Anantara Hotels, Resorts and Spas has announced the 2014 dates for the highly popular Kings Cup Elephant Polo Tournament. This years event has moved from its original home of Hua Hin to the Thai capital of Bangkok from August 28th 31st and promises to have more nail-biting action both on and off the field. The event will move from the Royal seaside town of Hua Hin to the Siam Polo Park at VR Sports Club in Bangkok. The four day festival will have something for everyone including an opening parade, Childrens Day, Ladies Day and wide a range of fun elephant related activities for the whole family.
The annual tournament, now in its thirteenth year, has become one of the biggest charitable events in South East Asia. Last years event which had 16 teams encompassing over 50 players, including Thai supermodels, professional horse polo players, the New Zealand All-Blacks rugby team and Thailands famous transgender cabaret team Miss Tiffanys was a far cry from the small two teamed event back when it started in 2001. Over US$ 750,000 has been raised and donated to projects that better the lives of Thailands wild and domesticated elephant population.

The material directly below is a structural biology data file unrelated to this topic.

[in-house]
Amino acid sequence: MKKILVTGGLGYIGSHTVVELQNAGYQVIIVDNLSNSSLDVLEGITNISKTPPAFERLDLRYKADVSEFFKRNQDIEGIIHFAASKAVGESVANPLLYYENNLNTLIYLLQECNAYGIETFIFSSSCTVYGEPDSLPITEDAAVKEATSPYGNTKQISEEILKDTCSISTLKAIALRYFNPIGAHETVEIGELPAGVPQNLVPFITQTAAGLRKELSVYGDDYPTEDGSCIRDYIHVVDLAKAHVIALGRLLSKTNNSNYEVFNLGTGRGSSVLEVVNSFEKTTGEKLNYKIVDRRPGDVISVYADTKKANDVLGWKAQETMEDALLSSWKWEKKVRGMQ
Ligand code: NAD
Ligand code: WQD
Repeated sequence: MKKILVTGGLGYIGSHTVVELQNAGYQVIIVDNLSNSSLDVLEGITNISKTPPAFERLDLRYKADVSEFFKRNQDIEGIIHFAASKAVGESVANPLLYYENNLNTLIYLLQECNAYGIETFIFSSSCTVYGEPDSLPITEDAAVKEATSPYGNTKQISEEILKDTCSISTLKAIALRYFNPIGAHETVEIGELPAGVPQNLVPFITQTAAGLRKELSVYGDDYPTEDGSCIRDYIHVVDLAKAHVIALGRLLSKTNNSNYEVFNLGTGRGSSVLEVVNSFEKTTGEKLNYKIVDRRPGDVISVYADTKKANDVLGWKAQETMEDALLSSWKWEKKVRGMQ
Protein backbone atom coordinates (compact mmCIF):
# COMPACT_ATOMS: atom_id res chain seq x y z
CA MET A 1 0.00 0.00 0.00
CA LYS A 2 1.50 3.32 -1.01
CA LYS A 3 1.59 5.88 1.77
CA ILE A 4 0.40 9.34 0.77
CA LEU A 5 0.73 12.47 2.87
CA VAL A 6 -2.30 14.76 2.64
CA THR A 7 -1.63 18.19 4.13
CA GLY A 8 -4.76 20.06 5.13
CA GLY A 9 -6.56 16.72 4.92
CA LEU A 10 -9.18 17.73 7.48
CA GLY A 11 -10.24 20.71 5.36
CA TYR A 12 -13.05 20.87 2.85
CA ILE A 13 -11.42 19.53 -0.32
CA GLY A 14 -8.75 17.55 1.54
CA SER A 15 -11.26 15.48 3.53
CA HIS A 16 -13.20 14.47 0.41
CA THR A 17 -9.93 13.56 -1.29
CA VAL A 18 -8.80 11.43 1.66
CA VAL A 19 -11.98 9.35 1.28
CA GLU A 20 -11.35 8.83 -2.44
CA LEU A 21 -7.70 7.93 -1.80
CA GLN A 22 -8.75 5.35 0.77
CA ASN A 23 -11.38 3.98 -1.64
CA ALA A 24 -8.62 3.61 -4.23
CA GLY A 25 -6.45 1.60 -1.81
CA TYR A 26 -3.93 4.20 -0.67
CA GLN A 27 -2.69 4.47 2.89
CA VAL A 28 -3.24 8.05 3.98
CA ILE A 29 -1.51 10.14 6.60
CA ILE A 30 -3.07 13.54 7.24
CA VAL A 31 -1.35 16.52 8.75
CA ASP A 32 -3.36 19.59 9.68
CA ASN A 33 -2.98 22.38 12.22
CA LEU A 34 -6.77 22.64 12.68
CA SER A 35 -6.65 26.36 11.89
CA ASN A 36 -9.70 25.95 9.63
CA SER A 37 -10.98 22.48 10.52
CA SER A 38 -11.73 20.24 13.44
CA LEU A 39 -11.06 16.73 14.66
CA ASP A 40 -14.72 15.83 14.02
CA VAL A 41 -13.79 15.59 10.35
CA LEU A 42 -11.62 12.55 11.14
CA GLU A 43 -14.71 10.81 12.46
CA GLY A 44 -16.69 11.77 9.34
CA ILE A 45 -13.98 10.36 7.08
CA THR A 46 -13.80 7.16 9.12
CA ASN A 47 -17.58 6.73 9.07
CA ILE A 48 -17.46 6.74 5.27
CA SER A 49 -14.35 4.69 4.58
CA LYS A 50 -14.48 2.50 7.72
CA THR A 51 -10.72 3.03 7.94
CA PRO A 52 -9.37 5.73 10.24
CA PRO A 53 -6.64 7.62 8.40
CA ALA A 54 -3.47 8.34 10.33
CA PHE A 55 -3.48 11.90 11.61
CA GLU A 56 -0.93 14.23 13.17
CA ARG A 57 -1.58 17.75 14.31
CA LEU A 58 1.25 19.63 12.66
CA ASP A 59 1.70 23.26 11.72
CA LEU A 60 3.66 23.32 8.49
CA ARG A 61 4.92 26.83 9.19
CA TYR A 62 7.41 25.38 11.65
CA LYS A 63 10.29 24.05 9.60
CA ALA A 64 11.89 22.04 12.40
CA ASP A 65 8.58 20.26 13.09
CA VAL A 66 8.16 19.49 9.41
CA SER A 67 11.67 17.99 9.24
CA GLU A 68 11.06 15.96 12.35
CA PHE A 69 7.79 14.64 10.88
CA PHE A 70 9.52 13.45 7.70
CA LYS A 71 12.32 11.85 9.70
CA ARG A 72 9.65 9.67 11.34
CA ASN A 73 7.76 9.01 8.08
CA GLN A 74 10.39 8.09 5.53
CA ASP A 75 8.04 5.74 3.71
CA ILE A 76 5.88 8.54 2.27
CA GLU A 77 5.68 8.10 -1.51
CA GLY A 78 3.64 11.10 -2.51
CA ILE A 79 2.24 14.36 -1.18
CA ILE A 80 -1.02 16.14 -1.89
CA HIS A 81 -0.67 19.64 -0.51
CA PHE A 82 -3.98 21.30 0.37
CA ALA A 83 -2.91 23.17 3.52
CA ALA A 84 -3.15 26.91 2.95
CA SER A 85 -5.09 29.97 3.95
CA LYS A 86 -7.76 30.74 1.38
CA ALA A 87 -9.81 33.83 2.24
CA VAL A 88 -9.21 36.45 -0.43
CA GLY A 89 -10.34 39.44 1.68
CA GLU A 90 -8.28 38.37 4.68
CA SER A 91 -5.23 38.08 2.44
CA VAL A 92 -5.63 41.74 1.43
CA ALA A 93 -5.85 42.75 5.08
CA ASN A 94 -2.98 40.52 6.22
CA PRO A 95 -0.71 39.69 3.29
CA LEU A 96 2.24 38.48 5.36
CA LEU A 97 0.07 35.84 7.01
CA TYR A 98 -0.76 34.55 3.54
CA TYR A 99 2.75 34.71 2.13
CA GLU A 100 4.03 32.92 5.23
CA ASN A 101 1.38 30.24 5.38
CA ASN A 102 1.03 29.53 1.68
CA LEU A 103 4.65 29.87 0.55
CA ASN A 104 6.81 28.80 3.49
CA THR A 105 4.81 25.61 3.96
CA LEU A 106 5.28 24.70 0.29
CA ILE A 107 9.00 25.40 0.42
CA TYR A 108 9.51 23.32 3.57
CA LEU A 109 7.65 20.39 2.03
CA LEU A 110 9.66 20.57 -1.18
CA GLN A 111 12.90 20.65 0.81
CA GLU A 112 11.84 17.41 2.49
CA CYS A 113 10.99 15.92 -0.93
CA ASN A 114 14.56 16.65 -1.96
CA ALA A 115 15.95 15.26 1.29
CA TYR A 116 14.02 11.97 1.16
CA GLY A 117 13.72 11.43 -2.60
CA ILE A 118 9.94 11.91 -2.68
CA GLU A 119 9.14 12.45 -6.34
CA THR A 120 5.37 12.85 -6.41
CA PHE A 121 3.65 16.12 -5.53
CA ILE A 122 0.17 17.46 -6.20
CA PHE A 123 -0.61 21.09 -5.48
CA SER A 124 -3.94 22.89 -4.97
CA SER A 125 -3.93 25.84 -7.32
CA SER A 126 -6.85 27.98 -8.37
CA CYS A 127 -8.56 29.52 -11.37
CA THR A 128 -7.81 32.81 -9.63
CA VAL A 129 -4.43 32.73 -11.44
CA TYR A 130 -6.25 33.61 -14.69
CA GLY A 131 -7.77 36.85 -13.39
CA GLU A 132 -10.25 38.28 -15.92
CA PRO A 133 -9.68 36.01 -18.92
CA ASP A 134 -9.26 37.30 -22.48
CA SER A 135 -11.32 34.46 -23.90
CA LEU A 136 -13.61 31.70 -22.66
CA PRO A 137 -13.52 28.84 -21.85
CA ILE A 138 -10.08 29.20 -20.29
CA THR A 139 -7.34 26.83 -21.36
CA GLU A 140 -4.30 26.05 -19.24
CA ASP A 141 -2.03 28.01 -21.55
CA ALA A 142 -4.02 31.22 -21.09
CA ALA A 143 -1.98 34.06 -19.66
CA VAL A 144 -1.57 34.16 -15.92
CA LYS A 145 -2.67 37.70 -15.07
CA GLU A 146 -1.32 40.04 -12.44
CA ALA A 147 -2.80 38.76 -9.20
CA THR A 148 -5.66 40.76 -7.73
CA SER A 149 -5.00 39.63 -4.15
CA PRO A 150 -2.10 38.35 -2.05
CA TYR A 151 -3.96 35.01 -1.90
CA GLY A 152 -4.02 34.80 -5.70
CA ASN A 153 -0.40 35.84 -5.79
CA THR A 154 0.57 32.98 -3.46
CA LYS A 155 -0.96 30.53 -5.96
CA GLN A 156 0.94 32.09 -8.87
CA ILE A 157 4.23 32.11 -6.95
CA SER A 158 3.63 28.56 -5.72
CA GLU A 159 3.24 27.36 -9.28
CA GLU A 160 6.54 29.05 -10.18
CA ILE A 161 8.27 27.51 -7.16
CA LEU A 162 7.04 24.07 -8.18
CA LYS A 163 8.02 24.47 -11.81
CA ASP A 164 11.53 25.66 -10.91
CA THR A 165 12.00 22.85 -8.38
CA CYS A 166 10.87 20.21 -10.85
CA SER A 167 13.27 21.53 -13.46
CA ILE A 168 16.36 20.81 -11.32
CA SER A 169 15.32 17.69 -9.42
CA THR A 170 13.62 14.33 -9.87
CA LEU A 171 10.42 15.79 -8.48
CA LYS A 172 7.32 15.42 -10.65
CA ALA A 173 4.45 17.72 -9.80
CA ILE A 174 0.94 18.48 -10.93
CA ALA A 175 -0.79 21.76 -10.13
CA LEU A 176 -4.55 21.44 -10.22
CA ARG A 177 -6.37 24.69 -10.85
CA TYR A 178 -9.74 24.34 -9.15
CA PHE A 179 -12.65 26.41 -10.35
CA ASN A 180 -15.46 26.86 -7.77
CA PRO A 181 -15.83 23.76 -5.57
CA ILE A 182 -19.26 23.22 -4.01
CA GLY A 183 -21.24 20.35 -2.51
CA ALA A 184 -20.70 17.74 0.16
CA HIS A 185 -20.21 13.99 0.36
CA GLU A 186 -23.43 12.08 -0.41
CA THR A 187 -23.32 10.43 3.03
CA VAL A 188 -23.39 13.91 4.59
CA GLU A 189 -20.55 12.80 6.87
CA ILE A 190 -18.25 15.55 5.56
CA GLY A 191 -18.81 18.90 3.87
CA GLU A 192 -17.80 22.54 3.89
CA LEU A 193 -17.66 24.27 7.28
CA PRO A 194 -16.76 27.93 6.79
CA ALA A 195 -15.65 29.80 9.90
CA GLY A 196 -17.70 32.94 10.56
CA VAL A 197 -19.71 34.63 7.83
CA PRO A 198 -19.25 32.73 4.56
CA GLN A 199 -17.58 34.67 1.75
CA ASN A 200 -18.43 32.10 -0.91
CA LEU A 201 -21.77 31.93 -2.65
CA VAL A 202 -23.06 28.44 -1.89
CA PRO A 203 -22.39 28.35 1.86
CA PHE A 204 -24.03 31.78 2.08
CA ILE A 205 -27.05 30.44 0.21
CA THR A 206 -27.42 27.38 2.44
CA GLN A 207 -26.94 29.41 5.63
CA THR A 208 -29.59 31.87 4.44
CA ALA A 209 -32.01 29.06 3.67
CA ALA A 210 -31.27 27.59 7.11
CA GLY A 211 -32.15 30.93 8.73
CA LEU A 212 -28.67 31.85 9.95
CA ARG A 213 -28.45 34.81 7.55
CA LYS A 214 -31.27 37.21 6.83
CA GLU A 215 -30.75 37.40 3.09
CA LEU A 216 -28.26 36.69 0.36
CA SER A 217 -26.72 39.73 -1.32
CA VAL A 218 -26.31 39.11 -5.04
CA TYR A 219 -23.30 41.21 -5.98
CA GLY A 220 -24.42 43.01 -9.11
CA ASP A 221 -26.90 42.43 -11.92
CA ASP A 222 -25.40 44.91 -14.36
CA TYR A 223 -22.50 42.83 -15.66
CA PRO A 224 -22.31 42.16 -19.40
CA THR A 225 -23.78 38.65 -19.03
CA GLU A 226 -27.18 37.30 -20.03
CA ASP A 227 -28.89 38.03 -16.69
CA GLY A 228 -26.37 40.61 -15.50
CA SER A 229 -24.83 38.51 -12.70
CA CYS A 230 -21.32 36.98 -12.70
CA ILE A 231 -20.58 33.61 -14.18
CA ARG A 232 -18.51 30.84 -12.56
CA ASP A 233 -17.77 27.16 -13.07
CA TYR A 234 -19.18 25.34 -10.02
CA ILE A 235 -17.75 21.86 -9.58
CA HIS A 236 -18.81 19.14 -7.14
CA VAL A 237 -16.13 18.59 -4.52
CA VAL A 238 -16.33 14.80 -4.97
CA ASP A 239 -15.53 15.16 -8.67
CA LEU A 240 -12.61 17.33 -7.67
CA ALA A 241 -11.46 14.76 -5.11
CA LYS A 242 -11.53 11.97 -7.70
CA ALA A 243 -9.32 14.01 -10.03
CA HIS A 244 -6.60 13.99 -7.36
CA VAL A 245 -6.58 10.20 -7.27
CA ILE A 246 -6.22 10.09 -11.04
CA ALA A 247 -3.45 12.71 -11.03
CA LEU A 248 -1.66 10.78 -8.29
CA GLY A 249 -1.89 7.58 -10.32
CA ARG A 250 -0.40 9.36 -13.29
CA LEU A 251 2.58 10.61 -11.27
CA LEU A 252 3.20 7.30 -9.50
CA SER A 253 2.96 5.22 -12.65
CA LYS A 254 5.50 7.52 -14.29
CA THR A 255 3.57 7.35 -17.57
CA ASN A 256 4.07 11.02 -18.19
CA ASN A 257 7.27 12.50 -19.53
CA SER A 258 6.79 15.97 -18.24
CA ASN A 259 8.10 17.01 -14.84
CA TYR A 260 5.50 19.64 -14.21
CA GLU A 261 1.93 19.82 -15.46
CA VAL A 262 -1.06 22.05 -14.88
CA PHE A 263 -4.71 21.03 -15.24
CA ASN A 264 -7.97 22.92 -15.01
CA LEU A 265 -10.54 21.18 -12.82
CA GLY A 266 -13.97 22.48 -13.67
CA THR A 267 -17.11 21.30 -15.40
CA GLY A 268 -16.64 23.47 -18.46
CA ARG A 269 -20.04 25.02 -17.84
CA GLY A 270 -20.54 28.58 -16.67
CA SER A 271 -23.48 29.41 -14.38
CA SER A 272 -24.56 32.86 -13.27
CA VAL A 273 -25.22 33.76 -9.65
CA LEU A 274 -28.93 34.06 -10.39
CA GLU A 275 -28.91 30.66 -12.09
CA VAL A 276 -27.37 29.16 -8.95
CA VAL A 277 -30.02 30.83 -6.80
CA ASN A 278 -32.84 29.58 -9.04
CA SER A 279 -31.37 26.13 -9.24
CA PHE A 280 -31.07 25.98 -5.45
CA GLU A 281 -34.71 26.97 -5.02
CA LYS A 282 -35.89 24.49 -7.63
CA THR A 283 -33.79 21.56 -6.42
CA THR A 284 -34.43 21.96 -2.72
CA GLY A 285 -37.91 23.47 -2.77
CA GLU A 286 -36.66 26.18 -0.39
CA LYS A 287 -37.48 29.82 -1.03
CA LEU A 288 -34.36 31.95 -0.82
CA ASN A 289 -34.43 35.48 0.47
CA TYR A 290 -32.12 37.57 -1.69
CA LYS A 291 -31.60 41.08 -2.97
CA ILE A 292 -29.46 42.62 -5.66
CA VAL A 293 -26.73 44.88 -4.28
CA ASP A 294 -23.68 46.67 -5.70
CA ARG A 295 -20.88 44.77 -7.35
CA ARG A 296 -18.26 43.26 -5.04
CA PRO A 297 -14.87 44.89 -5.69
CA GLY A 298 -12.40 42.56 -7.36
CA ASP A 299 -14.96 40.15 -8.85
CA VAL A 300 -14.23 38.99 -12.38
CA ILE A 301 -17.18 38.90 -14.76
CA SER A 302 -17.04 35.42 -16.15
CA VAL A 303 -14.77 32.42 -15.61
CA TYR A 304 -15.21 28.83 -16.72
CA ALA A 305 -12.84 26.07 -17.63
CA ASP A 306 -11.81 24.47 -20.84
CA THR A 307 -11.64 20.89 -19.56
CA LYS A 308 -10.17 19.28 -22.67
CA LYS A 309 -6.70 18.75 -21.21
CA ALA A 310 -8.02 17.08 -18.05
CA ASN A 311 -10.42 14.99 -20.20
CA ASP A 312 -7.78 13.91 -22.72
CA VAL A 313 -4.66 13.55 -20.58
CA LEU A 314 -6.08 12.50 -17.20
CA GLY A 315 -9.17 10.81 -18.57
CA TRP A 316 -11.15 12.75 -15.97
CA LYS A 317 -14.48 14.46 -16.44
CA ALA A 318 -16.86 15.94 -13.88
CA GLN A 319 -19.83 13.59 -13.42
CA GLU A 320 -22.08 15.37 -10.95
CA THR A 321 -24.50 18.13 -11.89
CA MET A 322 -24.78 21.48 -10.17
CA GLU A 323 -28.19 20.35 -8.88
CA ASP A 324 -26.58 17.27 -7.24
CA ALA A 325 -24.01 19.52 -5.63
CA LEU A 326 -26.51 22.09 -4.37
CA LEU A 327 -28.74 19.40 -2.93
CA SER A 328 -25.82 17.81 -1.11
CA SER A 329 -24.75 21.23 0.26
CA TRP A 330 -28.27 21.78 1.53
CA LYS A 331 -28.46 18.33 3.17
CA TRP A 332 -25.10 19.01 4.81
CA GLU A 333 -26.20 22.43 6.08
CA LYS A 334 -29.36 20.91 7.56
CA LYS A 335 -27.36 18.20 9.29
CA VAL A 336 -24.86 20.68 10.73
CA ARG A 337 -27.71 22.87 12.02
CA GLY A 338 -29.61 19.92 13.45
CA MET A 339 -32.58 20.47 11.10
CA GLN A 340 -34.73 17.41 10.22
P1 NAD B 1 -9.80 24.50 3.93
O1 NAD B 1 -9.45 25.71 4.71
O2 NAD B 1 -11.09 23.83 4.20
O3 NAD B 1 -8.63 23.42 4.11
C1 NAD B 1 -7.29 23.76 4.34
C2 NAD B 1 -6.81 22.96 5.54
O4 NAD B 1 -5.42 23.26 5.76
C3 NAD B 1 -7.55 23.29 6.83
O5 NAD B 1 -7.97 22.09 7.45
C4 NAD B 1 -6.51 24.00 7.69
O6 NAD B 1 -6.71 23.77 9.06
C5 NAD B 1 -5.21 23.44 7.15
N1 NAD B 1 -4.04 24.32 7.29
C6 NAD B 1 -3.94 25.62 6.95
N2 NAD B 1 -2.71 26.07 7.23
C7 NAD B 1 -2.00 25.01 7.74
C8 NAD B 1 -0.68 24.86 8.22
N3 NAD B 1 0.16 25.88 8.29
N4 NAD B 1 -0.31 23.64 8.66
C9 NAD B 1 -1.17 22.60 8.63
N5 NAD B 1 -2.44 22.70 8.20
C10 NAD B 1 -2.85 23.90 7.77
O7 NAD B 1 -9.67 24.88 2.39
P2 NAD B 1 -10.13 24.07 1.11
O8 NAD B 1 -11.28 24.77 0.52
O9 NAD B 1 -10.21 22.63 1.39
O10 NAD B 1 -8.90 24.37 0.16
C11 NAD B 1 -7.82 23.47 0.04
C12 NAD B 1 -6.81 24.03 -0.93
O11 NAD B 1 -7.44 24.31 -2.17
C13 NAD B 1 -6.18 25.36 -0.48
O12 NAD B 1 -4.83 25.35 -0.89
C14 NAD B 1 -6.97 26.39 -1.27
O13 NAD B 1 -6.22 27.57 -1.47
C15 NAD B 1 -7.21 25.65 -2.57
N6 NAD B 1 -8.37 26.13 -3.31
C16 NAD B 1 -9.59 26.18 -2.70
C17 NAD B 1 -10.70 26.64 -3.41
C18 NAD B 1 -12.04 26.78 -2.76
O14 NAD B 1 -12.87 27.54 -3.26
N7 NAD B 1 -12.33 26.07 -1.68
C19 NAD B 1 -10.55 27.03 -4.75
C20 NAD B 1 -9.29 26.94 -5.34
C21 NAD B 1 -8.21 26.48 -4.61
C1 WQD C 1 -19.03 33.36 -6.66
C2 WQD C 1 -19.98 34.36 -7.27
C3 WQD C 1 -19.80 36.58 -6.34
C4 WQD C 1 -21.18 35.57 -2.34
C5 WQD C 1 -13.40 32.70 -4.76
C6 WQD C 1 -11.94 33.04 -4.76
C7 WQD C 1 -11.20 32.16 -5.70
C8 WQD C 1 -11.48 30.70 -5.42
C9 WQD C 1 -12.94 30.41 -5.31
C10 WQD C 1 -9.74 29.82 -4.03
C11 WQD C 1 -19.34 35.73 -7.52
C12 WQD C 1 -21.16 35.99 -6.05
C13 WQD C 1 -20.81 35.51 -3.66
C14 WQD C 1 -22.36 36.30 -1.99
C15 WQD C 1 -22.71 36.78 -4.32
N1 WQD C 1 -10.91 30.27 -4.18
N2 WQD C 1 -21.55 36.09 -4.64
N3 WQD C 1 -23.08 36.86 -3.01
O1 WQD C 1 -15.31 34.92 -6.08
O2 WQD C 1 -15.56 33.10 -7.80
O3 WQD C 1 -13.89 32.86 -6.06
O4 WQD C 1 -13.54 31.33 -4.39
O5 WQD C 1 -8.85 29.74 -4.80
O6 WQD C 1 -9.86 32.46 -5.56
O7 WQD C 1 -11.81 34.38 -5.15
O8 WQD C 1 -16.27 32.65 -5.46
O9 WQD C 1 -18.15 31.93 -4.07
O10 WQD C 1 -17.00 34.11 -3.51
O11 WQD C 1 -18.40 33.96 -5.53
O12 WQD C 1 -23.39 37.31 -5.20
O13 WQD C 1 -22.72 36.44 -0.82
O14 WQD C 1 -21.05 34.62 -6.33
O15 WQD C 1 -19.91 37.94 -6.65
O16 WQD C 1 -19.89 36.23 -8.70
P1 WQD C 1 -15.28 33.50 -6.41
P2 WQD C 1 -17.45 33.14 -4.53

Fundraising from last years event has been donated to a number of projects in Thailand including supporting research and clinics using elephants in therapy sessions for children living with autism; building the first elephant hospital in Krabi in the southern part of Thailand and donating a gantry to help lame elephants stand to the Thai Elephant Conservation Centre (TECC).
Other projects include planting 4,000 trees to create elephant corridors in Kui Buri to help avoid elephant/farmer conflicts; funding the roll out of childrens educational programmes with the Thai Ministry to teach them the importance of conservation and protection of wild elephants in Thailand, and funding workshops showing traditional elephant trainers and camp owners the benefits of Positive Reinforcement Training for domesticated elephants.
A total of 50 street elephants will take part in this years tournament, during which they are well fed, provided with a native forest environment, and receive essential vitamin supplements, full veterinary checks and care for the duration of the event. Street life and unemployment can be tough for an elephant, walking through crowded tourist areas and busy roads for ten hours a night, forced to rest during the day on small green spaces within the cities, often without